Penn held its first-ever online Opening Convocation Ceremony on Monday evening, welcoming incoming first years and transfer students to the University.
The ceremony, which premiered at 7 p.m. EDT on the Penn Convocation website, featured remarks from Penn President Amy Gutmann and Provost Wendell Pritchett, as well as performances by student groups such as the Penn Band and various Penn a cappella groups. Gutmann and Pritchett discussed this unique moment in history for the Class of 2024 and urged students to vote and combat inequalities, pointing to the Black Lives Matter movement.
The video began with a performance of "Pomp and Circumstance" recorded by the Penn Band as scenes of campus displayed on screen, followed by an invocation, or prayer, led by Vice President of Social Equity and Community and University Chaplain Charles Howard.
Howard noted the losses and difficulties students have faced in the past six months since the coronavirus outbreak, and wished them well in their transition to their next four years at Penn.
"May this class bravely process through the gates that stand before them for their personal transitions here at Penn," Howard said.
Dean of Admission Eric Furda, who will leave Penn at the end of 2020, officially presented the incoming Class of 2024 and welcomed them to the Penn community.
"I challenge all of you to think critically and to strengthen the experience of the entire Penn, Philadelphia, and the other communities which you will touch now and in the future," he said.
Furda handed a Penn Relays baton out of the frame, which Gutmann received to begin her welcome message. Gutmann welcomed students to Penn, acknowledging their unique and difficult situation as they begin their Penn careers.
"Right now your class remarks on something never before attempted," Gutmann said. "There will be setbacks, yes. More remarkably, there will be great opportunities to do things differently, more creatively."
Gutmann said the Class of 2024's experience will be defined by grit and community — qualities she said the late congressman and honorary Penn graduate John Lewis, who died in July, embodied in his civil rights work.
"As we reaffirm, yes, Black Lives Matter, as we confront this pandemic, these shining examples call out to us. Stick to your mission. Stand with your beloved community," she said.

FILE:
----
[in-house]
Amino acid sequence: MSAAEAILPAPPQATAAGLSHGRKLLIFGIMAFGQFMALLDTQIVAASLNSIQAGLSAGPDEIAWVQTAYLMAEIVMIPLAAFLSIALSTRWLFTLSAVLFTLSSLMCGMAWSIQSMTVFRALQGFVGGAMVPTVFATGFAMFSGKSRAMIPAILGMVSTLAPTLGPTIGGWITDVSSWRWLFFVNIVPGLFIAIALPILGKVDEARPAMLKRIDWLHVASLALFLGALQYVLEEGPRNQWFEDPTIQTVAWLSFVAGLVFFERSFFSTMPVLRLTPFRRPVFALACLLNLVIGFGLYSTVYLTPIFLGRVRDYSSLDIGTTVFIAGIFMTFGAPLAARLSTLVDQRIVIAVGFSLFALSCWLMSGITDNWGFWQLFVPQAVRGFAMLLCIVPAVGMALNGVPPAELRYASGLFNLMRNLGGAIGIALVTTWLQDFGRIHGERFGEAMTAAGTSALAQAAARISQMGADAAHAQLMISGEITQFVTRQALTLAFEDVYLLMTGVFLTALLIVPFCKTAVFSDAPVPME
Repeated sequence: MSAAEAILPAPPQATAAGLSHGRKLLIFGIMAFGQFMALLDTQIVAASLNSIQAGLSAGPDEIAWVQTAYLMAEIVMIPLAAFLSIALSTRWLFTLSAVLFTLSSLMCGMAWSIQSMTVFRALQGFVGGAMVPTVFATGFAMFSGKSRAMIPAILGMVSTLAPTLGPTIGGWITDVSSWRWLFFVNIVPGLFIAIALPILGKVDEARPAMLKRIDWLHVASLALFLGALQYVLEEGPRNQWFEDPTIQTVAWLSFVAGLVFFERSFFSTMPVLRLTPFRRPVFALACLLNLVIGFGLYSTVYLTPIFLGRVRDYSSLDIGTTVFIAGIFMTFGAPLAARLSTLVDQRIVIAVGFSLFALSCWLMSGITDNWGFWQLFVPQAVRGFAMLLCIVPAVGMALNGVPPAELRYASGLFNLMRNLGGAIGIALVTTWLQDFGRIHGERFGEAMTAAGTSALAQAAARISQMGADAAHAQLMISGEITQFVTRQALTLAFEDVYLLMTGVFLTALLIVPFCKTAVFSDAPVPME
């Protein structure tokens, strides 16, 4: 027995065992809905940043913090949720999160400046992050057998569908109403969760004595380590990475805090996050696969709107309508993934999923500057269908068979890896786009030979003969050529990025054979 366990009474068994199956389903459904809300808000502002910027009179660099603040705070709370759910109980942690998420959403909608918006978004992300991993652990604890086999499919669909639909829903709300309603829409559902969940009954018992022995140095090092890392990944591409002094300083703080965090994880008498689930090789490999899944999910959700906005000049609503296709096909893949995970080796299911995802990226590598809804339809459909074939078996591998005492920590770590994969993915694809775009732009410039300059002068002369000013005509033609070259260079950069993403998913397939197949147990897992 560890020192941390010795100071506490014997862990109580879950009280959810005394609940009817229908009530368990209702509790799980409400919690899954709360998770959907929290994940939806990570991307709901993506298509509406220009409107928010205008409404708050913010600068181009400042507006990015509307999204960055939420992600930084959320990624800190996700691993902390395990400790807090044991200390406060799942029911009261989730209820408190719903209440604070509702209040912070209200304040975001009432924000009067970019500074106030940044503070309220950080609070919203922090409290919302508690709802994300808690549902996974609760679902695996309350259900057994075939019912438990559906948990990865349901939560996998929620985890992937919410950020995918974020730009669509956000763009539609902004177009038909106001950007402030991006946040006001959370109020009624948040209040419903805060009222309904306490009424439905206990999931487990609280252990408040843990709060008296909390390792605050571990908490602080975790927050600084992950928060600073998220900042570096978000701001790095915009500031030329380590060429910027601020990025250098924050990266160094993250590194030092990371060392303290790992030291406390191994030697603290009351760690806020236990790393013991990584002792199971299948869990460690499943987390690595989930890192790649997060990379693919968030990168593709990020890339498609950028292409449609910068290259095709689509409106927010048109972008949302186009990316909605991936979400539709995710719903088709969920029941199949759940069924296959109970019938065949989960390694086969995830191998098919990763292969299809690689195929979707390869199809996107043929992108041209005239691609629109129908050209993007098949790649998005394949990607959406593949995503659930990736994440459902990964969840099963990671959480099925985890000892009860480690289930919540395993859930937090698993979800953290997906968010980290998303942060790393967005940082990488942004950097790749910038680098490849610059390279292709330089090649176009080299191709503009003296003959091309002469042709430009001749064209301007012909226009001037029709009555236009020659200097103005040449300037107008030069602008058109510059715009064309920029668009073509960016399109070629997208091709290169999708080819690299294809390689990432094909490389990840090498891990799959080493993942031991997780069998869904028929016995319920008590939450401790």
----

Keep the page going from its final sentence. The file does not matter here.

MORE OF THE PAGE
Gutmann compared the current moment incoming students face to her own first year of college from 1967 to 1968, which witnessed the Vietnam War and the assassination of Martin Luther King, Jr.
Gutmann also urged students to vote this November in the United States Presidential election, applauding Penn Leads the Vote for their dedication to civic engagement.
In his remarks to the Class of 2024, Pritchett said this current moment has also shed light on inequalities and acknowledged Penn's own racist history and ties to slavery. Pritchett encouraged students to use their Penn education to combat inequality at the University and in the United States.
Millions of demonstrators, including Penn students, took to the streets worldwide to protest the death of George Floyd, a Black man in Minneapolis, who died on May 25 after a police officer knelt on his neck for more than eight minutes.
"I believe we are poised for something greater, and I know you will lead us and lift us forward," Pritchett said to the Class of 2024.
Student leaders gave words of advice to incoming students, which included to pursue non-academic passions at Penn.
"Make sure you take time to explore the different things Penn has to offer, because you never know where it might lead you," College senior and Undergraduate Assembly speaker Jude Dartey said.
Class Board 2021, 2022, and 2023 presidents then passed the Class of 2024's flag across frames to Gutmann, who declared the beginning of the 281st year of the University.
To conclude the ceremony, the Penn Glee Club, The Inspiration, Shabbatones, and Penn Sirens, all Penn a cappella or singing groups, performed The Red and Blue, Penn's official theme song, accompanied by the Penn Band.
College junior and transfer student Maressa Park said she was grateful for the advice from Penn students, as well as Pritchett's acknowledgment of Penn's ties to racism.
Park added she appreciated that Gutmann discussed current events in her welcome speech, including the Black Lives Matter movement, and emphasized the importance of voting.
"Acknowledging how big of an election year this is is incredibly important, especially as they're inducting new students to make it a priority for us," Park said.
Wharton first-year Adelyn Chen said although it is disappointing to attend Convocation from home rather than in person, she was able to connect with students who would have lived in her College house as they watched the Convocation video together through a Zoom call.
"I think that people are still attempting to make the best of it and putting a lot of effort into maintaining a sense of virtual community regardless of the circumstances, and I really appreciate that," Chen said.